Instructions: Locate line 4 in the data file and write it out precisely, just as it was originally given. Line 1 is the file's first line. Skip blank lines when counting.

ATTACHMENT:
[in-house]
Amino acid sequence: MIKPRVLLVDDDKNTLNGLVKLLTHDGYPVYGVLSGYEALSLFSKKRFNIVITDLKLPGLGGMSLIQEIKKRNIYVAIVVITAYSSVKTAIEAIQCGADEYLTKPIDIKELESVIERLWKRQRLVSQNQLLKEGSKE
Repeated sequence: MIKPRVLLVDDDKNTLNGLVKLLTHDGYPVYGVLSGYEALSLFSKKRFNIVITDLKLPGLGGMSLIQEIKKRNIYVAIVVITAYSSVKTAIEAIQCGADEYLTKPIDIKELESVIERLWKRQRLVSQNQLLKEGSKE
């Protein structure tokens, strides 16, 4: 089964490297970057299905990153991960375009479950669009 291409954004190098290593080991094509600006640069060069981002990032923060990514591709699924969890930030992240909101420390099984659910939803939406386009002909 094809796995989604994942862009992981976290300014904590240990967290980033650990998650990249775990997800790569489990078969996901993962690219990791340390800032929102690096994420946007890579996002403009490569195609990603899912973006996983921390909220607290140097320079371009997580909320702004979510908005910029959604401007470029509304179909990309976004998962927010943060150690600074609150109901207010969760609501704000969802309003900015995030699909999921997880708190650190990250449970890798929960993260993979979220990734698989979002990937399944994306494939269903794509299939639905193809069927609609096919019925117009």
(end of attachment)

């Protein structure tokens, strides 16, 4: 089964490297970057299905990153991960375009479950669009 291409954004190098290593080991094509600006640069060069981002990032923060990514591709699924969890930030992240909101420390099984659910939803939406386009002909 094809796995989604994942862009992981976290300014904590240990967290980033650990998650990249775990997800790569489990078969996901993962690219990791340390800032929102690096994420946007890579996002403009490569195609990603899912973006996983921390909220607290140097320079371009997580909320702004979510908005910029959604401007470029509304179909990309976004998962927010943060150690600074609150109901207010969760609501704000969802309003900015995030699909999921997880708190650190990250449970890798929960993260993979979220990734698989979002990937399944994306494939269903794509299939639905193809069927609609096919019925117009």